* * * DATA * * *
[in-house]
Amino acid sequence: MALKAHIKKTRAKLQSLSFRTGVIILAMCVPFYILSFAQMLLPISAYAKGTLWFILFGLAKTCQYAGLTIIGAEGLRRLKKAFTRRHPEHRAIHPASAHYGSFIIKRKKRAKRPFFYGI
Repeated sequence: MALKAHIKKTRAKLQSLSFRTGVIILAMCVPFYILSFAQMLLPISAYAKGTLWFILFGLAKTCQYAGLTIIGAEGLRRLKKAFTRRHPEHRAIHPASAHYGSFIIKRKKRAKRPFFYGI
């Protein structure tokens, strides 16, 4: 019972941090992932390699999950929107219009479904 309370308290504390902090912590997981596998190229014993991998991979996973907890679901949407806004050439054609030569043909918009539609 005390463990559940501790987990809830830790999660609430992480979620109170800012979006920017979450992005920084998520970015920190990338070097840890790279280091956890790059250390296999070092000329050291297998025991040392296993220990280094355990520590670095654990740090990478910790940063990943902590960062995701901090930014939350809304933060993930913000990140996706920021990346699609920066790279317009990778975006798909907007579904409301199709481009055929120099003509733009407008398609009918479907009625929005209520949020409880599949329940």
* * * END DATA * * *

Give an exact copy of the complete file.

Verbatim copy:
[in-house]
Amino acid sequence: MALKAHIKKTRAKLQSLSFRTGVIILAMCVPFYILSFAQMLLPISAYAKGTLWFILFGLAKTCQYAGLTIIGAEGLRRLKKAFTRRHPEHRAIHPASAHYGSFIIKRKKRAKRPFFYGI
Repeated sequence: MALKAHIKKTRAKLQSLSFRTGVIILAMCVPFYILSFAQMLLPISAYAKGTLWFILFGLAKTCQYAGLTIIGAEGLRRLKKAFTRRHPEHRAIHPASAHYGSFIIKRKKRAKRPFFYGI
């Protein structure tokens, strides 16, 4: 019972941090992932390699999950929107219009479904 309370308290504390902090912590997981596998190229014993991998991979996973907890679901949407806004050439054609030569043909918009539609 005390463990559940501790987990809830830790999660609430992480979620109170800012979006920017979450992005920084998520970015920190990338070097840890790279280091956890790059250390296999070092000329050291297998025991040392296993220990280094355990520590670095654990740090990478910790940063990943902590960062995701901090930014939350809304933060993930913000990140996706920021990346699609920066790279317009990778975006798909907007579904409301199709481009055929120099003509733009407008398609009918479907009625929005209520949020409880599949329940």